Search the Western Clippings Site

An Interview With…
        - Archives

Will "Sugarfoot" Hutchins
    - Archives

Do You Remember?
    - Archives

Comic Book Cowboys
    - Archives

Westerns of...
    - Archives

Heavies and Characters
      - Archives

The Stuntmen - Neil Summers
    - Archives

Western Treasures
    - Archives

Circus Cowboys
    - Archives

Radio Range Riders
    - Archives

Rangeland Elegance
    - Archives

Western Artifacts
    - Archives

Film Festival Fotos
    - Archives

Silent Western Reviews
    - Archives

Serial Report
    - Chapter 128
    - Chapter 127
    - Chapter 126
    - Chapter 125
    - Chapter 124
    - Chapter 123
    - Chapter 122
    - Chapter 121
    - Chapter 120
    - Chapter 119
    - Chapter 118
    - Chapter 117
    - Chapter 116
    - Chapter 115
    - Chapter 114
    - Chapter 113
    - Chapter 112
    - Chapter 111
    - Chapter 110
    - Chapter 109
    - Chapter 108
    - Chapter 107
    - Chapter 106
    - Chapter 105
    - Chapter 104
    - Chapter 103
    - Chapter 102
    - Chapter 101
    - Chapter One Hundred
    - Chapter Ninety-Nine
    - Chapter Ninety-Eight
    - Chapter Ninety-Seven
    - Chapter Ninety-Six
    - Chapter Ninety-Five
    - Chapter Ninety-Four
    - Chapter Ninety-Three
    - Chapter Ninety-Two
    - Chapter Ninety-One
    - Chapter Ninety
    - Chapter Eighty-Nine
    - Chapter Eighty-Eight
    - Chapter Eighty-Seven
    - Chapter Eighty-Six
    - Chapter Eighty-Five
    - Chapter Eighty-Four
    - Chapter Eighty-Three
    - Chapter Eighty-Two
    - Chapter Eighty-One
    - Chapter Eighty
    - Chapter Seventy-Nine
    - Chapter Seventy-Eight
    - Chapter Seventy-Seven
    - Chapter Seventy-Six
    - Chapter Seventy-Five
    - Chapter Seventy-Four
    - Chapter Seventy-Three
    - Chapter Seventy-Two
    - Chapter Seventy-One
    - Chapter Seventy
    - Chapter Sixty-Nine
    - Chapter Sixty-Eight
    - Chapter Sixty-Seven
    - Chapter Sixty-Six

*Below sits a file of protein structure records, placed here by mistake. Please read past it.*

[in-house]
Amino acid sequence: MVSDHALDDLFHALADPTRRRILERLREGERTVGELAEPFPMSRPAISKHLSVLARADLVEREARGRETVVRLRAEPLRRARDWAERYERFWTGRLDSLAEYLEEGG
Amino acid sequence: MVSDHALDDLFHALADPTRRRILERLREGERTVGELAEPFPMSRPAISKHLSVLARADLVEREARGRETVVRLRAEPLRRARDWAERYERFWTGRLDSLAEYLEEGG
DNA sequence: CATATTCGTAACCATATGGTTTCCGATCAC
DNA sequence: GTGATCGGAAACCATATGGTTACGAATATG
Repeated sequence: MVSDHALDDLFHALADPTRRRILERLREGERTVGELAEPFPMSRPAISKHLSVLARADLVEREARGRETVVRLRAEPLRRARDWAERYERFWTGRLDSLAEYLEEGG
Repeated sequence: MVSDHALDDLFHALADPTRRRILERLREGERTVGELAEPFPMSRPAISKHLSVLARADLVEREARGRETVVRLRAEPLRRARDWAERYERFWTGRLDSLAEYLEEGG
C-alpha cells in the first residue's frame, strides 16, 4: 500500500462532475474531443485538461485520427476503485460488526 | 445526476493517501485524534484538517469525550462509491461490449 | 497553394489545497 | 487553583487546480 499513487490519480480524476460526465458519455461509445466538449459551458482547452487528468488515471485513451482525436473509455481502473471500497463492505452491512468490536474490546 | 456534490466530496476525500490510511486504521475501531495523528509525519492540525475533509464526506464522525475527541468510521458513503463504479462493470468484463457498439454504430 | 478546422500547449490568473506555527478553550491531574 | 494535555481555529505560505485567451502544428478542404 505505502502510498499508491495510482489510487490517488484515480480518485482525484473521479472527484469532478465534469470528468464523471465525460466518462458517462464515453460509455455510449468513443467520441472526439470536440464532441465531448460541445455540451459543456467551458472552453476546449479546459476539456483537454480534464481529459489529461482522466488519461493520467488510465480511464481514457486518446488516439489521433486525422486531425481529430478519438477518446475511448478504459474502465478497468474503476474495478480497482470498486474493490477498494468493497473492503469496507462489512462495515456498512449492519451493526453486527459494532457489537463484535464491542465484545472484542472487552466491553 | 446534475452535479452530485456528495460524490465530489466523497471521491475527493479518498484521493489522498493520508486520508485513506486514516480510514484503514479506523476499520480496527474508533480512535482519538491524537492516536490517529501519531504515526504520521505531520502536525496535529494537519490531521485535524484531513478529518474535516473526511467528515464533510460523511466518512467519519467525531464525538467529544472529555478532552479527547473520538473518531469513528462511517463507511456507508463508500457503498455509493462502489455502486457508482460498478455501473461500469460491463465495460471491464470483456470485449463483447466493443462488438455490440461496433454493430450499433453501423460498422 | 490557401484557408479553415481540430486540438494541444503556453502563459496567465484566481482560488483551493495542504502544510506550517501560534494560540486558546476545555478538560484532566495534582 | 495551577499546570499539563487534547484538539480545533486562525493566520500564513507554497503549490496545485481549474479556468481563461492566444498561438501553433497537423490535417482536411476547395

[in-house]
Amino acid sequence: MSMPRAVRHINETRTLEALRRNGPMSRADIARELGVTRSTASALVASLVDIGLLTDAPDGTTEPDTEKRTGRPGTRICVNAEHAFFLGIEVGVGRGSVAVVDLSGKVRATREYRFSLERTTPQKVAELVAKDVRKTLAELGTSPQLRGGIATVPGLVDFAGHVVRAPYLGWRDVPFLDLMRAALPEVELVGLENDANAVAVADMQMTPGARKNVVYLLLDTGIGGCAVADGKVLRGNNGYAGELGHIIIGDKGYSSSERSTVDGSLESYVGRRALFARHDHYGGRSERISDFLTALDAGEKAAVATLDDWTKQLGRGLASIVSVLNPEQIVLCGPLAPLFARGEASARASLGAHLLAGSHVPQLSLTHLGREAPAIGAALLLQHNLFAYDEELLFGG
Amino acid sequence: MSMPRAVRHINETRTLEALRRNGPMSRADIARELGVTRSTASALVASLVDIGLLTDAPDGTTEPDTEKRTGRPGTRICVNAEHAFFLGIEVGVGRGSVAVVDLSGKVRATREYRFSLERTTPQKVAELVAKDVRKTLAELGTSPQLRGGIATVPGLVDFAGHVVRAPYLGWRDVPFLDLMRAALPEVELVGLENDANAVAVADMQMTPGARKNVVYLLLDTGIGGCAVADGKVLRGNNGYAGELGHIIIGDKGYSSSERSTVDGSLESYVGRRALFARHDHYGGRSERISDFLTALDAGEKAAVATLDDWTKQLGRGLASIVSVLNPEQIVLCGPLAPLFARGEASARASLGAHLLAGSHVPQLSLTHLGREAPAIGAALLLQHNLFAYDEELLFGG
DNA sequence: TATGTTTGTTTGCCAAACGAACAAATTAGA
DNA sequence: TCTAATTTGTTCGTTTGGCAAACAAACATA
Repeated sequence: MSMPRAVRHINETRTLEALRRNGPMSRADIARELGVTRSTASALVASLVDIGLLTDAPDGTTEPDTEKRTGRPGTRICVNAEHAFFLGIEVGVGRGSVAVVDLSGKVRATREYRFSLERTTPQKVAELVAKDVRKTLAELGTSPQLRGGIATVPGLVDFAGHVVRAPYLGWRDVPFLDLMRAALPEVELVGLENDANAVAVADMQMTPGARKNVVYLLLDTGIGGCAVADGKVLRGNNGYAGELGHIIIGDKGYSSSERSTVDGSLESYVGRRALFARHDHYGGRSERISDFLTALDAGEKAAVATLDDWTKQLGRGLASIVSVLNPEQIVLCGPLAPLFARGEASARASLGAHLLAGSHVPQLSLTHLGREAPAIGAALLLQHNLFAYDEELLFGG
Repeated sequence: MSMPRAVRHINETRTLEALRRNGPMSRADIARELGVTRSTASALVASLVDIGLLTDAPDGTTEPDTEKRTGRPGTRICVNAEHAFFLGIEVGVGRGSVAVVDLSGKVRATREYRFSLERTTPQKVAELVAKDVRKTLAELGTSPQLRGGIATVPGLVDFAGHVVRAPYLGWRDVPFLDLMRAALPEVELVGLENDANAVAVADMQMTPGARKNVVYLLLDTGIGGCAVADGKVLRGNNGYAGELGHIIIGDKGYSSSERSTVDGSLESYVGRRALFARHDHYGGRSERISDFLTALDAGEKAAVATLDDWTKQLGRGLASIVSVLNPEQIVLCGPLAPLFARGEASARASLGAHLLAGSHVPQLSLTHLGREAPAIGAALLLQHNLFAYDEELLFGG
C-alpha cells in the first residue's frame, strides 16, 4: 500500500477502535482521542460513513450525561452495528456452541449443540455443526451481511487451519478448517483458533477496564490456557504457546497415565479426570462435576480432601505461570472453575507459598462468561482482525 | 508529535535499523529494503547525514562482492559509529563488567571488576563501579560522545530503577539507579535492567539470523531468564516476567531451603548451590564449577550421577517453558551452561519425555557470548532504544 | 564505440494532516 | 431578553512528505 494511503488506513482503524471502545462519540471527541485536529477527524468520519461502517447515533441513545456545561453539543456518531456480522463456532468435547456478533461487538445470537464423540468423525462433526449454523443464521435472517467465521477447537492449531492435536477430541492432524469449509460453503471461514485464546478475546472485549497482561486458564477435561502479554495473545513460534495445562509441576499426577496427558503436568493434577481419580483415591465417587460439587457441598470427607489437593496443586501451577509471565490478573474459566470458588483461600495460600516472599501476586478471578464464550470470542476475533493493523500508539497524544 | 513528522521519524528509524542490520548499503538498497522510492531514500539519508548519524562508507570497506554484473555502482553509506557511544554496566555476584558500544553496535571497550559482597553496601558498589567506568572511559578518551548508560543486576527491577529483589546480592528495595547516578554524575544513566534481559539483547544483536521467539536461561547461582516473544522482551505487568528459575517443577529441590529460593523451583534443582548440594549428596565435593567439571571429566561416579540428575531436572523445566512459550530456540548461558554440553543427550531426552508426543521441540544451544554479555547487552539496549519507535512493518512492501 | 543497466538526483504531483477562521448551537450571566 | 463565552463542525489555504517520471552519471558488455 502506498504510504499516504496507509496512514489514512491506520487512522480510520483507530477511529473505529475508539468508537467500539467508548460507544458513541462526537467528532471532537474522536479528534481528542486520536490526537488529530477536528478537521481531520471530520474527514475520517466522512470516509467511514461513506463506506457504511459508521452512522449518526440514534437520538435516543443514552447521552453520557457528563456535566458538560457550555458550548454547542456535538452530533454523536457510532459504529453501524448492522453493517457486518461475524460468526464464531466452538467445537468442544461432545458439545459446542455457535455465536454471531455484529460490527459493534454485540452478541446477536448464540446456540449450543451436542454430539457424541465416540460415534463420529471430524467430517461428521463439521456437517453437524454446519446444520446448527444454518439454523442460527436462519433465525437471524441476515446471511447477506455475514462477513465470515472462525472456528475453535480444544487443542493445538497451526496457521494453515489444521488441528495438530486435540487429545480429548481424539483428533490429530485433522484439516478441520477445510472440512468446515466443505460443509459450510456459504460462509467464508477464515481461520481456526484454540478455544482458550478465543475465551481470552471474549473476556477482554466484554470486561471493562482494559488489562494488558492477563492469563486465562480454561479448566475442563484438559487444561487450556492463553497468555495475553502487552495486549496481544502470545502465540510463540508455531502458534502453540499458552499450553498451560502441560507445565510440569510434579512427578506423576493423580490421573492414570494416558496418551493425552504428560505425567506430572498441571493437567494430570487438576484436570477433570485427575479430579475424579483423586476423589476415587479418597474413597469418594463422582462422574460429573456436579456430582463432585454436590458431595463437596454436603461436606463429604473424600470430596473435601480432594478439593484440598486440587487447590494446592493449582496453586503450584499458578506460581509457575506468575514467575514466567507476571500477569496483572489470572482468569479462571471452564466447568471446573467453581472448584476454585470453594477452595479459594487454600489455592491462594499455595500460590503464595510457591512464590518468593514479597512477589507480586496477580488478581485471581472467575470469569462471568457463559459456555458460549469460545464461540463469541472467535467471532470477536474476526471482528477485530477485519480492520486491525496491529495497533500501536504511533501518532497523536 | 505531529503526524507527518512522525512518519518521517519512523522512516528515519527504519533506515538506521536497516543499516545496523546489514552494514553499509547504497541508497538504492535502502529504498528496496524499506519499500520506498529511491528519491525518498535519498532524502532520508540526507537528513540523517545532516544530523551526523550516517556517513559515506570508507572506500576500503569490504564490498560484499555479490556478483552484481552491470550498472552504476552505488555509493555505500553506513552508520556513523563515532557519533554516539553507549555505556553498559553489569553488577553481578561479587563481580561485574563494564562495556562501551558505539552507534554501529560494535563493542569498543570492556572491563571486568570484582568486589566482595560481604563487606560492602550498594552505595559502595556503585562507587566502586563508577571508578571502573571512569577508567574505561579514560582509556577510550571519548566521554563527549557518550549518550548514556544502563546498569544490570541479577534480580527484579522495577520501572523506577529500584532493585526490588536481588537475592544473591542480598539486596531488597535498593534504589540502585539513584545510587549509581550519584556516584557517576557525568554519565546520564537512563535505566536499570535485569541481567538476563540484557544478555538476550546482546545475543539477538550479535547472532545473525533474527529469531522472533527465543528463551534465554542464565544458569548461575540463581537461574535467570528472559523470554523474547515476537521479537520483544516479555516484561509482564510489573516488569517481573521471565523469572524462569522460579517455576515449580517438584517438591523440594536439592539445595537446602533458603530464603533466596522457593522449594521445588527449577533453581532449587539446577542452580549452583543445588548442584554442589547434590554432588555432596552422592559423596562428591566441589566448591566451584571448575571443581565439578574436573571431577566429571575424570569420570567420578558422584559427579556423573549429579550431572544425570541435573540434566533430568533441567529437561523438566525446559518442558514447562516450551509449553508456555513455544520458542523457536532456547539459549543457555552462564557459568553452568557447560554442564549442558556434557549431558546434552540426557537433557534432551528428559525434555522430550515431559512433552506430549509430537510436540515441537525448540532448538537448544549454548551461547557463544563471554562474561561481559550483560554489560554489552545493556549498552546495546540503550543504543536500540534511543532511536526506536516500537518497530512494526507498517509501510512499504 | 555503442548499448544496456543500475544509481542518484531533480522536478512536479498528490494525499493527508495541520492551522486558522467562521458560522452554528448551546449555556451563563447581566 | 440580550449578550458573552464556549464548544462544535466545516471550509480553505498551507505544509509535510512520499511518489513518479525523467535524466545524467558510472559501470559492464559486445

- Chapter Sixty-Five
    - Chapter Sixty-Four
    - Chapter Sixty-Three
    - Chapter Sixty-Two
    - Chapter Sixty-One
    - Chapter Sixty
    - Chapter Fifty-Nine
    - Chapter Fifty-Eight
    - Chapter Fifty-Seven
    - Chapter Fifty-Six
    - Chapter Fifty-Five
    - Chapter Fifty-Four
    - Chapter Fifty-Three
    - Chapter Fifty-Two
    - Chapter Fifty-One
    - Chapter Fifty
    - Chapter Forty-Nine
    - Chapter Forty-Eight
    - Chapter Forty-Seven
    - Chapter Forty-Six
    - Chapter Forty-Five
    - Chapter Forty-Four
    - Chapter Forty-Three
    - Chapter Forty-Two
    - Chapter Forty-One
    - Chapter Forty
    - Chapter Thirty-Nine
    - Chapter Thirty-Eight
    - Chapter Thirty-Seven
    - Chapter Thirty-Six
    - Chapter Thirty-Five
    - Chapter Thirty-Four
    - Chapter Thirty-Three
    - Chapter Thirty-Two
    - Chapter Thirty-One
    - Chapter Thirty
    - Chapter Twenty-Nine
    - Chapter Twenty-Eight
    - Chapter Twenty-Seven
    - Chapter Twenty-Six
    - Chapter Twenty-Five
    - Chapter Twenty-Four
    - Chapter Twenty-Three
    - Chapter Twenty-Two
    - Chapter Twenty-One
    - Chapter Twenty
    - Chapter Nineteen
    - Chapter Eighteen
    - Chapter Seventeen
    - Chapter Sixteen
    - Chapter Fifteen
    - Chapter Fourteen
    - Chapter Thirteen
    - Chapter Twelve
    - Chapter Eleven
    - Chapter Ten
    - Chapter Nine
    - Chapter Eight
    - Chapter Seven
    - Chapter Six
    - Chapter Five
    - Chapter Four
    - Chapter Three
    - Chapter Two
    - Chapter One

Subscribe to Western Clippings


Western Clippings Back Issues

Daily Comic Strips
    - Page 1 (1910-1949)
    - Page 2 (1950-1979)

Sunday Comic Strips